As a humongous fan of Adventure Time; I’m all over the comics, the ‘Art of’ books, the title cards collections… You name it, I’ve probably got it! I am always game for getting more information and back story from one of my favourite shows, and this double feature of a book, written by the real-life father-daughter team of Martin & Olivia Olson (Hunson Abadeer and Marceline respectively), provides that and then some!
The first thing to note about this book is the fantastic production values; the pages are thick, glossy and beautiful. Whilst the dust-jacket makes the book look a little on the childish side, once removed, the hardcover boasts a rather gorgeous replication of the cover of The Enchiridion on one side, and a delightfully graffitied notebook once belonging to Simon Petrikov (aka Ice King) and now the property of one Marceline, Vampire Queen, on the other. The art within the book is also quite stunning, combining stills from the show itself with medieval inspired drawings and diagrams, as well as Simon and Marceline’s own artwork and photographs.
The book itself is a little ingenious. Whilst The Enchiridion’s half of the book has little to do with any particular characters within the book, it is still laced with the sort of humour fans of the show have come to love (“…unless
they’ve got a better idea, those scholars should go back to Learning School and take a class in Advanced Shut Up.”), Marcy’s scrapbook more than makes up for that. Both have a lot to offer in terms of adding to the world already built up in Adventure Time, and are an incredibly interesting read.
I will say though, that it’s probably a good idea to make sure you read Marceline’s Scrapbook when you’re having a particularly good day. I say this because the book begins as Simon Petrikov’s notebook and chronicles his dissent into madness as the crown which bestows him with ice powers slowly breaks his mind. Simon and Marcy’s relationship has always been a tear-jerking one (an allegory for slowly losing a loved one to dementia if ever there was one) and as such this part of the book can be genuinely upsetting at times, especially once Marcy is left to fend for herself. It was during reading this half that I started to wonder who this book is actually for, and I rather doubt it is aimed at children. Marceline’s Scrapbook is both touching and alarming, whilst The Enchiridion is wordy and intriguingly bamboozling (it’s written across time…) This is part of Adventure Time’s overall brilliance; it recognises that its audience is large and varied, and provides for the many different sections of it in it’s merchandise.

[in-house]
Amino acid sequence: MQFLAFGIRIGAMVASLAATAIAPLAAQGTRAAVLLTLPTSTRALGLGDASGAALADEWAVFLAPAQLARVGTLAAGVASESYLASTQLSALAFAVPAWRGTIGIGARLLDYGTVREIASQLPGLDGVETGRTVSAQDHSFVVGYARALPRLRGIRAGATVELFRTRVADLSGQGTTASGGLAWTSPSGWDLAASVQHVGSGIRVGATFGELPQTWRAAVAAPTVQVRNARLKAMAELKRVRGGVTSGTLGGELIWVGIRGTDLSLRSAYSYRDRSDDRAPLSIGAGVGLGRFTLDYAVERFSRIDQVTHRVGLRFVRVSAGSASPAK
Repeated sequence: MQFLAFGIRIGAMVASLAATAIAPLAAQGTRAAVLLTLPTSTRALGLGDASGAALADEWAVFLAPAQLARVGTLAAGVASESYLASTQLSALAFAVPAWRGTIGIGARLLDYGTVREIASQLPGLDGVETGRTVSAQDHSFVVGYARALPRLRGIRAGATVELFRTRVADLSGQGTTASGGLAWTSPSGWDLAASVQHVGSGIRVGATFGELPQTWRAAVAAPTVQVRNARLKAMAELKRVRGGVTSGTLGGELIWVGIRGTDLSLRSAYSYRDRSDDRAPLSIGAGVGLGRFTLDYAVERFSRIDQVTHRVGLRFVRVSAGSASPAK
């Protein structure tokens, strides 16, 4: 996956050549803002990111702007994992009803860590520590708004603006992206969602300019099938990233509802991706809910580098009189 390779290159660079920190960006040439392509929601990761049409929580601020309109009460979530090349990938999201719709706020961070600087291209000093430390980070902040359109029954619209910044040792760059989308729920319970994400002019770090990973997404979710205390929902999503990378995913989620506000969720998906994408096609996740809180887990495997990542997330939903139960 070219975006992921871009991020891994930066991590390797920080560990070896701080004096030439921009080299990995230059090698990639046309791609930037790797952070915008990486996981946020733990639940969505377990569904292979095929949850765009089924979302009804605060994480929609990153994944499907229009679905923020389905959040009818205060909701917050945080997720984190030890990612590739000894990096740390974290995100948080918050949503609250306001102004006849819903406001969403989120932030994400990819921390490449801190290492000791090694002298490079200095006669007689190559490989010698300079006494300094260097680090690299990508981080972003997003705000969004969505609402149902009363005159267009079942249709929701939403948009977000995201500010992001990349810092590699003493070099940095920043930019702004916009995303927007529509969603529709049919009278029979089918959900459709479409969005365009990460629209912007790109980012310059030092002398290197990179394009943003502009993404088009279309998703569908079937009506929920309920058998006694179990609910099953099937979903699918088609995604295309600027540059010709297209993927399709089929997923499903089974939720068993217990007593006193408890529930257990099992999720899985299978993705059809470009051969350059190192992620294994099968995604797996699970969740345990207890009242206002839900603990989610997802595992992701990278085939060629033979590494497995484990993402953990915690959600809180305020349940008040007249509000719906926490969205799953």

Having the Olsons’ work on this was a stroke of genius; having worked with Adventure Time for a while, they are both very adept at capturing the voice of the show and its characters, and there are unexpected and pleasing twists and turns. The only thing that put me off a little were the comments on the sides of The Enchiridion’s pages from Finn, Jake and other much loved characters via Hunson’s ‘Magical Texting App’. For the most part, they added very little to the reading experience, often threw off the flow of the book itself and seemed to only serve to include said characters in a book that otherwise wouldn’t involve them.
That being said, this book is a smashing read, well worth your time and a must-have for those as much in love with Adventure Time as I am (and I’m very much in love with it). Mathematical!
AUTHOR: Martin & Olivia Olson
PUBLISHER: Titan Books
Reviewer: Stacey Taylor (@StacebobT)